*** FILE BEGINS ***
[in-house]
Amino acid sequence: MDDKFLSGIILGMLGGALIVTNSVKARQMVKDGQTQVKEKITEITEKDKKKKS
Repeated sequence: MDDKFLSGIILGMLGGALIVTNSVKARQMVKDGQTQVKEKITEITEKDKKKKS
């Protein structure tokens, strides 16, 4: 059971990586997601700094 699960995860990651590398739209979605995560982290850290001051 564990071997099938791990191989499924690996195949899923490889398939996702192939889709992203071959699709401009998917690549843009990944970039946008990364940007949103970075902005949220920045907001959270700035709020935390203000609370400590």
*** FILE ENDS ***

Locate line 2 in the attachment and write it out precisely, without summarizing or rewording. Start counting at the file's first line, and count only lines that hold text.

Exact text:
Amino acid sequence: MDDKFLSGIILGMLGGALIVTNSVKARQMVKDGQTQVKEKITEITEKDKKKKS